The launch of seaplane flight services planned for the Summer of 2021 is set to make Greece “the Maldives of Europe,” said Nicolas Charalambous, CEO of seaplane operator Hellenic Seaplanes on Wednesday.
Charalambous met with Deputy Minister of Transport and Infrastructure Ioannis Kefalogiannis in Athens to provide the Greek official with an update on the debut of Hellenic Seaplanes’ flight schedule and reservation system, expected to be announced within days.
Following the meeting, the Deputy Minister revealed that the large lakes of Greece are now also included in the planning of seaplane transportation routes.
Rapid expansion of seaplane network
“The process of licensing water aerodromes was simplified, and we saw within a year, despite the obstacles brought about by the coronavirus, that the interest around their creation and the arrival of seaplanes increases,” Charalambous noted.
“The good cooperation of public stakeholders with business and investment initiatives is the key to intensify the collective efforts, so that the network of water aerodromes comes to life, making Greece the Maldives of Europe,” he added.
Three water aerodromes, or airports, in Corfu, Paxoi, and Patra, are already licensed, while dozens more across the country are halfway through their licensing procedures, under the initiative of their respective prefectures.
Lakes in Greece also serviced by seaplane flights
Last week, Deputy Minister Kefalogiannis traveled to Western Macedonia in Northern Greece to overview developments with regard to the five seaplane airports being constructed around lakes in the area.
In the follow-up from the meeting with Charalambous, he attested that the Government and the Ministry of Transport will help create a strong network which will effectively support the development of a domestic seaplane industry, offering an extra competitive advantage for more transport options for Greek residents and tourists.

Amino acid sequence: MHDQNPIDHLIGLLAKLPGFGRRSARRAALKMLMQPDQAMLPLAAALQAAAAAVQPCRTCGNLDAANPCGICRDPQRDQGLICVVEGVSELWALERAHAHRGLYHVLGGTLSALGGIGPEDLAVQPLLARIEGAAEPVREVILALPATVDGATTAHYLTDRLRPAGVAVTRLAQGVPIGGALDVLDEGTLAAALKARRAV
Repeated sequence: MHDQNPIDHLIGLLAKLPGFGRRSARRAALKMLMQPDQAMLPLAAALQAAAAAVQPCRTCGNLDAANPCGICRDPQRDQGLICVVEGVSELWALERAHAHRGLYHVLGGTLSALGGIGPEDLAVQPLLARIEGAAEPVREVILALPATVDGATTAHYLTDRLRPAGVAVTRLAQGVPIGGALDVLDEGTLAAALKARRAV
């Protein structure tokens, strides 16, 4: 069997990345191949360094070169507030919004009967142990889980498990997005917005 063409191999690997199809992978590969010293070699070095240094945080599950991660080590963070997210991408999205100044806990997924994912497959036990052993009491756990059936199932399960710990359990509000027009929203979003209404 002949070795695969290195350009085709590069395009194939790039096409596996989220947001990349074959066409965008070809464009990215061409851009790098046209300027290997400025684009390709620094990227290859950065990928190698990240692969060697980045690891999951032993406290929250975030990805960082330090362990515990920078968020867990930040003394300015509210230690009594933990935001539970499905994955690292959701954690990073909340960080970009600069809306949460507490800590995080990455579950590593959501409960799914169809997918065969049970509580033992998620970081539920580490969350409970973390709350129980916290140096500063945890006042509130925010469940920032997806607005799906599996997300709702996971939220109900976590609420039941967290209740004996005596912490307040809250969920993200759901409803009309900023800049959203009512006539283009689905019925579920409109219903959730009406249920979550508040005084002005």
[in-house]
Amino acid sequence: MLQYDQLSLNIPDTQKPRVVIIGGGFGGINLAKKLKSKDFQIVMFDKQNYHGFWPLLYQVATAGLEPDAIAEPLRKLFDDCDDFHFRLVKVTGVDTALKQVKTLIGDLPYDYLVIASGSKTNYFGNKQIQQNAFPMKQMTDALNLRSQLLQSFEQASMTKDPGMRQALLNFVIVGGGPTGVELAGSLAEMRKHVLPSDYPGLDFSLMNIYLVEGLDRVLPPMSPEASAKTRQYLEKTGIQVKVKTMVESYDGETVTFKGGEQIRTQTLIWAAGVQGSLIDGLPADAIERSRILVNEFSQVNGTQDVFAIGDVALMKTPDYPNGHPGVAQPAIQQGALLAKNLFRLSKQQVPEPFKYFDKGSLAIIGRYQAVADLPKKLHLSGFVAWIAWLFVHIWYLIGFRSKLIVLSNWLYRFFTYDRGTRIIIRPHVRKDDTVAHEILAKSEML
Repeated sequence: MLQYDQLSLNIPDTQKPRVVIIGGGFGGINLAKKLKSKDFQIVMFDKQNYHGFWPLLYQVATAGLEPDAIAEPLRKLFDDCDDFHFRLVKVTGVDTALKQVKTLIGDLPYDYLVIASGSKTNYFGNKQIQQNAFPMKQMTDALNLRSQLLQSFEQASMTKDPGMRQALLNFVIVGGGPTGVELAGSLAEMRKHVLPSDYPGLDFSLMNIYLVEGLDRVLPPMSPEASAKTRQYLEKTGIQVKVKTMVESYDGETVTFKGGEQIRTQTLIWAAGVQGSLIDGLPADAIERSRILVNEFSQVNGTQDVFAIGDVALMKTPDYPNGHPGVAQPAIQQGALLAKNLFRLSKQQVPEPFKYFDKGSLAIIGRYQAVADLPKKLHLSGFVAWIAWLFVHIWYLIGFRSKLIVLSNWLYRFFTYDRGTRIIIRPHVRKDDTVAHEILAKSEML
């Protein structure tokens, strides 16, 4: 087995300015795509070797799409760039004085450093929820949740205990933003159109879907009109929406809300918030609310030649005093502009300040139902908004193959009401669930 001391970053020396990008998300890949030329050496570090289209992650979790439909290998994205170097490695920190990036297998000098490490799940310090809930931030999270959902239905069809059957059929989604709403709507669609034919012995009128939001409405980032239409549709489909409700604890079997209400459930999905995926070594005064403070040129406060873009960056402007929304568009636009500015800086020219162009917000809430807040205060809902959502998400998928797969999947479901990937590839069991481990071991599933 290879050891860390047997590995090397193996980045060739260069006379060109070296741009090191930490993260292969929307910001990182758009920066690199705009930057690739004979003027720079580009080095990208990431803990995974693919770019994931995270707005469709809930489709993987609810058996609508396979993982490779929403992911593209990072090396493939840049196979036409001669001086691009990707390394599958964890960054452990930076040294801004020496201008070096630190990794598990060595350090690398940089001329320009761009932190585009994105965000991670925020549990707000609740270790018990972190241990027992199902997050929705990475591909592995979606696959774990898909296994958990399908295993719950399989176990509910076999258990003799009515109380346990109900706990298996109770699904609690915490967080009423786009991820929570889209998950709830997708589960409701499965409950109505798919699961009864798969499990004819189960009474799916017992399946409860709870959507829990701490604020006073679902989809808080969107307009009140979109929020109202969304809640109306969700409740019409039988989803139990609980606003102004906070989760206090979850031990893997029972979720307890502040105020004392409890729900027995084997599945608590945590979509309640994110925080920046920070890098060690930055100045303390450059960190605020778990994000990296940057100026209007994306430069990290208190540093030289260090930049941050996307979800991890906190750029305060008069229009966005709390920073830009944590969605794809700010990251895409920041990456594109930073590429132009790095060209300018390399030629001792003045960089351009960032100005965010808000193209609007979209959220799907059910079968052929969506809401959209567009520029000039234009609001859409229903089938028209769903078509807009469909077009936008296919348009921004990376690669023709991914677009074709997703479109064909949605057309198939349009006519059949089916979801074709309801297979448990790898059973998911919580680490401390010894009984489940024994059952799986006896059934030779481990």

“The water aerodromes network projects are most important investments for the Greek economy and the national transport infrastructure network. The islands of Greece are a priority, and our goal is to start seaplane flights across the country,” the Deputy Minister added.
Seaplane service ventures gain momentum in Greece
Hellenic Seaplanes, which was established in 2013 in Athens, has been working on its water aerodrome and seaplane service development strategy ever since that time.
Last week, however, a second seaplane operator named Grecian Air announced its own plans to begin offering seaplane flights in Greece beginning in September of 2021.
In its founding announcement, Grecian Air highlighted how Greece’s Polynesian-like geography with its famous 16,000-kilometer (9,942-mile) coastline makes the country an ideal place for seaplane service.
Such transportation could improve access to many holiday resorts and poorly-connected islands and thus further boost the domestic tourism industry.
The venture is reportedly financed by a German fund which invests in Grecian Air through the Axionair company.